• SportstHER

    I have on 2 occasions. On 6/13/17 and 7/4/17, via the contact form on their website and via their Facebook page. So far only the social media admin has responded from my first post in June. I suppose I could write an actual letter, but c’mon its not a good sign when concerned customers are ignored!

  • Pitlove

    Hi SportstHER-

    Make sure you contact NutriSource about this problem. They are an awesome company and care about quality control and safety. They will want to investigate.

  • SportstHER
  • SportstHER
  • SportstHER
  • SportstHER

    I’ve been feeding my pups all 4 varieties of NutriSource Grain-free canned food as a kibble topper for almost a year now. They all like it and I’ve been reasonably satisfied with the quality of the contents. In my search for a more affordable canned grain-free food, I gave Kirkland Signature Nature’s Domain Turkey & Pea stew a try (Costco). They all hated it and it seemed lower quality (with fewer Kcals per can) than the 5 star review it received here. Its soupy and stinky, so we are back to NutriSource canned. Something that has disturbed me about NutriSource Grain-free Chicken formula is the last few cans have had big chunks of red plastic in it! I was shocked the first time and pulled all the cans with the lot# P7NLCH2011A – time stamps of 07:27 to 07:32. I had 4 cans in a row of that lot. 2 of those have had plastic! Not sure if there should be a limited recall for this, but if any of my little dogs had eaten those jagged pieces of plastic, it would have resulted in a trip to the vet! I returned the suspect cans to have the retailer put it right back on the shelf and my spouse inadvertently bought them again!! I have contacted the retailer and the manufacturer and no one seems to care.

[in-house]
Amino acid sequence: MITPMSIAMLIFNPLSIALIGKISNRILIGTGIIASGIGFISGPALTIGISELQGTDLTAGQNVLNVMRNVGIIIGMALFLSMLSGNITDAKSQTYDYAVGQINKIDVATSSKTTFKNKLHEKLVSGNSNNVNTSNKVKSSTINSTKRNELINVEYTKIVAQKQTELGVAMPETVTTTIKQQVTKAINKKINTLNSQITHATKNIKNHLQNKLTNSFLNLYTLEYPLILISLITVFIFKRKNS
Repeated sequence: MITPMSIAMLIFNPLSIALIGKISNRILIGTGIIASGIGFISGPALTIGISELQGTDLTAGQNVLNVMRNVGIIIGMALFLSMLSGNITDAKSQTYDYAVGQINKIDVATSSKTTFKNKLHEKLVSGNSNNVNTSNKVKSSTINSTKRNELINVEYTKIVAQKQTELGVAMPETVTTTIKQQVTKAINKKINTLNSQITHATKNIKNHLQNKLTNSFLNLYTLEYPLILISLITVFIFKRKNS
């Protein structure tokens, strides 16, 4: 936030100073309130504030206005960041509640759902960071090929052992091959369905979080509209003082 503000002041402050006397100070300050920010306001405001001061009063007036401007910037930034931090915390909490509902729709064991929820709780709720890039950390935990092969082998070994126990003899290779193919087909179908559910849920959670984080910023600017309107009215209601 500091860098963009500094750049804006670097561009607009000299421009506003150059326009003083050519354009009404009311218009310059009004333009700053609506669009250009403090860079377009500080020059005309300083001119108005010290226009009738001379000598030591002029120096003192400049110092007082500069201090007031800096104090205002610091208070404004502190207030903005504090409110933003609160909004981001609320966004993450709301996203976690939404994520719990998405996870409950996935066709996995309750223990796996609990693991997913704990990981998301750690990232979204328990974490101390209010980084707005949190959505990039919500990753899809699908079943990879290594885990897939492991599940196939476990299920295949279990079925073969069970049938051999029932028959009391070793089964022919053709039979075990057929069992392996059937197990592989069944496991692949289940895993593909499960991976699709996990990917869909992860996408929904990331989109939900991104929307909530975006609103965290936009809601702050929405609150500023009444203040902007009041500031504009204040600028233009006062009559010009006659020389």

https://uploads.disquscdn.com/images/b5feae69bdaa4ab85d044edb66d031604fe06a6ebf907228a82edc01d85fd42a.jpg